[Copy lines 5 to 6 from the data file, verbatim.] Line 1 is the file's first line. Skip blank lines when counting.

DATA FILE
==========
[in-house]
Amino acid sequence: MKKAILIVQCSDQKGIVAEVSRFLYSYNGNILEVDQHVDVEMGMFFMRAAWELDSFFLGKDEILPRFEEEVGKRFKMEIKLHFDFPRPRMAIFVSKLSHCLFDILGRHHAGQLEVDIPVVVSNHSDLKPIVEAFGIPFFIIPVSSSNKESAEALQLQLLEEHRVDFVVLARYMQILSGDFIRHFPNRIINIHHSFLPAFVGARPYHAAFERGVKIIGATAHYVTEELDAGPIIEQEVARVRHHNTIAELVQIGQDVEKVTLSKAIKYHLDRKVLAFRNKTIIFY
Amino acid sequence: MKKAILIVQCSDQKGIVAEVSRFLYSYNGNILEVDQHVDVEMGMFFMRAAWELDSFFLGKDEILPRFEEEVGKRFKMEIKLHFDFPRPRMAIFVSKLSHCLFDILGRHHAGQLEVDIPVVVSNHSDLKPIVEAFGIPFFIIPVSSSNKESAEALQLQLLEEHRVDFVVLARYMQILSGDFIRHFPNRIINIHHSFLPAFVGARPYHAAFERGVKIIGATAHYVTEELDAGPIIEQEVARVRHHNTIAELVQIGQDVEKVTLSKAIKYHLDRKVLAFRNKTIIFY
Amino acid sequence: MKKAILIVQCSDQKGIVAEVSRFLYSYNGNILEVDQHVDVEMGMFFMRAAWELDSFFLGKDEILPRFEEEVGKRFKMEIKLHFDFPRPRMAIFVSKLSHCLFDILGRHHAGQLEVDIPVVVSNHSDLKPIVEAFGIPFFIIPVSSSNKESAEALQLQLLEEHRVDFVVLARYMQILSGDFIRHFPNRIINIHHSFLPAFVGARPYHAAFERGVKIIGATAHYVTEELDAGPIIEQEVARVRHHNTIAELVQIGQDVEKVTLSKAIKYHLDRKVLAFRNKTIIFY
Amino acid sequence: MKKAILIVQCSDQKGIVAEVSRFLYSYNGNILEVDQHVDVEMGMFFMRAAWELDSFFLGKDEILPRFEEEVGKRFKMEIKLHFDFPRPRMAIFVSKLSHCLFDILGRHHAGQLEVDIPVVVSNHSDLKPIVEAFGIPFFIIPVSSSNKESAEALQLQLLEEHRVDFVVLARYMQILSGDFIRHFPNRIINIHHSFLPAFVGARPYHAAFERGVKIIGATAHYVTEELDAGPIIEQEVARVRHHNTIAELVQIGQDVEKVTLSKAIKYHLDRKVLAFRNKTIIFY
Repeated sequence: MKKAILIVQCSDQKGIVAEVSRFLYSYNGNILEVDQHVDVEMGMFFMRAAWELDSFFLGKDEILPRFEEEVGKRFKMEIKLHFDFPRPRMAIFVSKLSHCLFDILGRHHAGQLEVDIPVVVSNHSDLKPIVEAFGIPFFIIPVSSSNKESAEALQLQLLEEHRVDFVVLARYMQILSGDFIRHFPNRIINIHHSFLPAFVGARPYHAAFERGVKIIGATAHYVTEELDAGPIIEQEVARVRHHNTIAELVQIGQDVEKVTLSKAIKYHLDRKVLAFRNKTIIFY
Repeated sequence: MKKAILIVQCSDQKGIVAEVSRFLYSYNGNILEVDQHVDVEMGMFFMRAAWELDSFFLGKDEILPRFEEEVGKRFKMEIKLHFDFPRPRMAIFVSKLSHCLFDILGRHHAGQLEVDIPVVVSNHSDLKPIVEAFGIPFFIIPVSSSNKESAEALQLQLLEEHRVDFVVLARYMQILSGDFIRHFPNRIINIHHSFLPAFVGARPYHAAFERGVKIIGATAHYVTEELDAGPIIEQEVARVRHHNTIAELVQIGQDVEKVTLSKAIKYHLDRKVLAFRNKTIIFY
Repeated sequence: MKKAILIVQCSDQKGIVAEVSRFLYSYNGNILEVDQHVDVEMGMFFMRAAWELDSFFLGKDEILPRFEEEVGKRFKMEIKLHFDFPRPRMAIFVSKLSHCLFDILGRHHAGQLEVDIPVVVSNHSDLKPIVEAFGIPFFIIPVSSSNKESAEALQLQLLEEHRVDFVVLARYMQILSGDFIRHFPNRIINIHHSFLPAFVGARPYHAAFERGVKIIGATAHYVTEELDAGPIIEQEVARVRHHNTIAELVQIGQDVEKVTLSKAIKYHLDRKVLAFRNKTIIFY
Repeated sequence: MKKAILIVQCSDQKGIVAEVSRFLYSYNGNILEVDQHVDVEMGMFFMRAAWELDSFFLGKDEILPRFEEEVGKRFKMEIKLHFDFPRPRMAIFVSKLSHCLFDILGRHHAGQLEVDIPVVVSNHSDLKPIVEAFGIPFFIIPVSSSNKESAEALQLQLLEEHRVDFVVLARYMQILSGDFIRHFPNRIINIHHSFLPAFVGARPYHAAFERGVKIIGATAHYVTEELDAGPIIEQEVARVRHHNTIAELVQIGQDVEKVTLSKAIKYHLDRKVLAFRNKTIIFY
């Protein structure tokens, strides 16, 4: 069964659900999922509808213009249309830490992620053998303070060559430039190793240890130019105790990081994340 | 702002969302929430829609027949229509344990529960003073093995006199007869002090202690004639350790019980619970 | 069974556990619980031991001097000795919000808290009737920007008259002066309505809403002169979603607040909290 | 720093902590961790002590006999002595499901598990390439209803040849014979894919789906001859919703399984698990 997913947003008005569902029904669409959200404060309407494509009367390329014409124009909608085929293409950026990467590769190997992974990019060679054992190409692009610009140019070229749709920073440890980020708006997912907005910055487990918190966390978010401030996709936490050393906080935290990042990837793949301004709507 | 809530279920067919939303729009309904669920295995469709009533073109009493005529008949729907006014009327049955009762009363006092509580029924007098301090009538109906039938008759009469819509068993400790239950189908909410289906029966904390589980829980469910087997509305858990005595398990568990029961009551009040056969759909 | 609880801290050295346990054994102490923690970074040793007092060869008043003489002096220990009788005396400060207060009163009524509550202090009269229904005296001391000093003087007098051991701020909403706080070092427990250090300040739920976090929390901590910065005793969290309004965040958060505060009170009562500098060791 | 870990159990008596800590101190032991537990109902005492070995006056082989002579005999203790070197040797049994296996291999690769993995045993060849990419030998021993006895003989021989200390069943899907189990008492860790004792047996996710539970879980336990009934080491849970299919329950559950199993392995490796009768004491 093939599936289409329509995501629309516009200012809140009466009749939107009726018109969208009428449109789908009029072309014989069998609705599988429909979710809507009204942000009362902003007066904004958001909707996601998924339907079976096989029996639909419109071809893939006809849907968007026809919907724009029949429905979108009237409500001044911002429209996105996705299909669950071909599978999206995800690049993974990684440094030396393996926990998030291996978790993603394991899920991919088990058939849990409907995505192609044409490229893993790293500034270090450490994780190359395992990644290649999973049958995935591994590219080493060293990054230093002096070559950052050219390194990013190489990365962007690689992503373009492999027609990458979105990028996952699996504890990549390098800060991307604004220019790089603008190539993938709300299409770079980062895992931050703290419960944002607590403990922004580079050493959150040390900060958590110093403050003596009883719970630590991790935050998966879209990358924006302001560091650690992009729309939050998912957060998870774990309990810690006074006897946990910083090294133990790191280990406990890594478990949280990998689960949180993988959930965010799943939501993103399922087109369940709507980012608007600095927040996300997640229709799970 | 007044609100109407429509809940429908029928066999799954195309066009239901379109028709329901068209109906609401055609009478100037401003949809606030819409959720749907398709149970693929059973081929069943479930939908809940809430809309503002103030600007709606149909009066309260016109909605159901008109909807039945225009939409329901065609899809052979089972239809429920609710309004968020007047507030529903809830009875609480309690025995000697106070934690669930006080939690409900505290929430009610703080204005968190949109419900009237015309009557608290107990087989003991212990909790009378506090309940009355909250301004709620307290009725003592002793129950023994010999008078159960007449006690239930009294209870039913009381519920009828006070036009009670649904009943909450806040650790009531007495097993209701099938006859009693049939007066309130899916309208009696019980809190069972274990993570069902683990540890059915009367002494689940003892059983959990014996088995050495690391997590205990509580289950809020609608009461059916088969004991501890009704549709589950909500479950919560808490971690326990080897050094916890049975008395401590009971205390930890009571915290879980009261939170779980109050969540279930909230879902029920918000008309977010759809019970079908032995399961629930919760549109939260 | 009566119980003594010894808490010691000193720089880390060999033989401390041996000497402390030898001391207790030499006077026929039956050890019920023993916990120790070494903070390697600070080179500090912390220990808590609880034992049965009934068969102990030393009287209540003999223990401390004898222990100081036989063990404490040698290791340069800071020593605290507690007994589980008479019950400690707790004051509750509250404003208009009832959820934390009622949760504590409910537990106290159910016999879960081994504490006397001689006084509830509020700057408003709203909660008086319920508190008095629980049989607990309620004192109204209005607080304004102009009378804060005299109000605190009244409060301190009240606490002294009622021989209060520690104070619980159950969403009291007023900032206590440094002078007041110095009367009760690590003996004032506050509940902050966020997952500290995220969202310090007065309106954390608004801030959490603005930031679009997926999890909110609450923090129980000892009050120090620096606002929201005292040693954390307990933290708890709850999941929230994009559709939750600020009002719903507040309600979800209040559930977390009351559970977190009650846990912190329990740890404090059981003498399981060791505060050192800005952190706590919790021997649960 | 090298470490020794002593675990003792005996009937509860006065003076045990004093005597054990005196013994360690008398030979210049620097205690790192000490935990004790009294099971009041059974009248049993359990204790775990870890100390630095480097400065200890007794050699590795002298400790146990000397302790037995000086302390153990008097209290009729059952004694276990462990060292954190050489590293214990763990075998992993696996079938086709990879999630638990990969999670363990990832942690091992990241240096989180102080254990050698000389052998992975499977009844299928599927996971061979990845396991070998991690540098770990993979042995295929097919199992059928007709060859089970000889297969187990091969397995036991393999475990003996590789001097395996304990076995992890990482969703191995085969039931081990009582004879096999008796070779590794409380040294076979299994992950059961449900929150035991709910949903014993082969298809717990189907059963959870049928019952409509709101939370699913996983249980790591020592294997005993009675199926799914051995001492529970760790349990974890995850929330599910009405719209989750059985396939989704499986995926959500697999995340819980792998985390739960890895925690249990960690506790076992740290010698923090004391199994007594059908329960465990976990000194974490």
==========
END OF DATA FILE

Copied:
Amino acid sequence: MKKAILIVQCSDQKGIVAEVSRFLYSYNGNILEVDQHVDVEMGMFFMRAAWELDSFFLGKDEILPRFEEEVGKRFKMEIKLHFDFPRPRMAIFVSKLSHCLFDILGRHHAGQLEVDIPVVVSNHSDLKPIVEAFGIPFFIIPVSSSNKESAEALQLQLLEEHRVDFVVLARYMQILSGDFIRHFPNRIINIHHSFLPAFVGARPYHAAFERGVKIIGATAHYVTEELDAGPIIEQEVARVRHHNTIAELVQIGQDVEKVTLSKAIKYHLDRKVLAFRNKTIIFY
Repeated sequence: MKKAILIVQCSDQKGIVAEVSRFLYSYNGNILEVDQHVDVEMGMFFMRAAWELDSFFLGKDEILPRFEEEVGKRFKMEIKLHFDFPRPRMAIFVSKLSHCLFDILGRHHAGQLEVDIPVVVSNHSDLKPIVEAFGIPFFIIPVSSSNKESAEALQLQLLEEHRVDFVVLARYMQILSGDFIRHFPNRIINIHHSFLPAFVGARPYHAAFERGVKIIGATAHYVTEELDAGPIIEQEVARVRHHNTIAELVQIGQDVEKVTLSKAIKYHLDRKVLAFRNKTIIFY